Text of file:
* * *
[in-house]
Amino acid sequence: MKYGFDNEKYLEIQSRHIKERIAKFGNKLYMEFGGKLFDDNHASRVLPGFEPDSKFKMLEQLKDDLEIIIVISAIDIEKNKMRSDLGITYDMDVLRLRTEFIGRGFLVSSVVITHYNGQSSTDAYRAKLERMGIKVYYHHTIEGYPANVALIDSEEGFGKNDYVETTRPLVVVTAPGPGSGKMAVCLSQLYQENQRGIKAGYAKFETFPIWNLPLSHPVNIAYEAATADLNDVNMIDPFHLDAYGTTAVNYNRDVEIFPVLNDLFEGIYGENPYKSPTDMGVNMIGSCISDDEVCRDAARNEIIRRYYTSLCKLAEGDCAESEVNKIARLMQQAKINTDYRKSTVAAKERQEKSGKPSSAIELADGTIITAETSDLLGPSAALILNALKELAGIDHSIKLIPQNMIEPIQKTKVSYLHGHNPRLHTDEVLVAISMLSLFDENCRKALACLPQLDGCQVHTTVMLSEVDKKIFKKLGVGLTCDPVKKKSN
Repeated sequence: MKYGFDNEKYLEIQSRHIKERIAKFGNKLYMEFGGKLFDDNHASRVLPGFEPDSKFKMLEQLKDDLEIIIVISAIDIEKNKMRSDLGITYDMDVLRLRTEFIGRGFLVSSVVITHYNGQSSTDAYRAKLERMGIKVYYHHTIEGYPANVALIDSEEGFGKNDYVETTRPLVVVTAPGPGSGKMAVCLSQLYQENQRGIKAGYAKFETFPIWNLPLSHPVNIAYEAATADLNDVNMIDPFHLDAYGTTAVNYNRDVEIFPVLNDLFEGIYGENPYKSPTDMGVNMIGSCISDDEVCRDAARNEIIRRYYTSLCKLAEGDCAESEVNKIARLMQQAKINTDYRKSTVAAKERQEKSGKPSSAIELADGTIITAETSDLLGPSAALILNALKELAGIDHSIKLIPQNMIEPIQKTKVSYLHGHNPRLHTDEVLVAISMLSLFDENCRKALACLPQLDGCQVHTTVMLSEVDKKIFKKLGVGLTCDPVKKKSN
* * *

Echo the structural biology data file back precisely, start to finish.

[in-house]
Amino acid sequence: MKYGFDNEKYLEIQSRHIKERIAKFGNKLYMEFGGKLFDDNHASRVLPGFEPDSKFKMLEQLKDDLEIIIVISAIDIEKNKMRSDLGITYDMDVLRLRTEFIGRGFLVSSVVITHYNGQSSTDAYRAKLERMGIKVYYHHTIEGYPANVALIDSEEGFGKNDYVETTRPLVVVTAPGPGSGKMAVCLSQLYQENQRGIKAGYAKFETFPIWNLPLSHPVNIAYEAATADLNDVNMIDPFHLDAYGTTAVNYNRDVEIFPVLNDLFEGIYGENPYKSPTDMGVNMIGSCISDDEVCRDAARNEIIRRYYTSLCKLAEGDCAESEVNKIARLMQQAKINTDYRKSTVAAKERQEKSGKPSSAIELADGTIITAETSDLLGPSAALILNALKELAGIDHSIKLIPQNMIEPIQKTKVSYLHGHNPRLHTDEVLVAISMLSLFDENCRKALACLPQLDGCQVHTTVMLSEVDKKIFKKLGVGLTCDPVKKKSN
Repeated sequence: MKYGFDNEKYLEIQSRHIKERIAKFGNKLYMEFGGKLFDDNHASRVLPGFEPDSKFKMLEQLKDDLEIIIVISAIDIEKNKMRSDLGITYDMDVLRLRTEFIGRGFLVSSVVITHYNGQSSTDAYRAKLERMGIKVYYHHTIEGYPANVALIDSEEGFGKNDYVETTRPLVVVTAPGPGSGKMAVCLSQLYQENQRGIKAGYAKFETFPIWNLPLSHPVNIAYEAATADLNDVNMIDPFHLDAYGTTAVNYNRDVEIFPVLNDLFEGIYGENPYKSPTDMGVNMIGSCISDDEVCRDAARNEIIRRYYTSLCKLAEGDCAESEVNKIARLMQQAKINTDYRKSTVAAKERQEKSGKPSSAIELADGTIITAETSDLLGPSAALILNALKELAGIDHSIKLIPQNMIEPIQKTKVSYLHGHNPRLHTDEVLVAISMLSLFDENCRKALACLPQLDGCQVHTTVMLSEVDKKIFKKLGVGLTCDPVKKKSN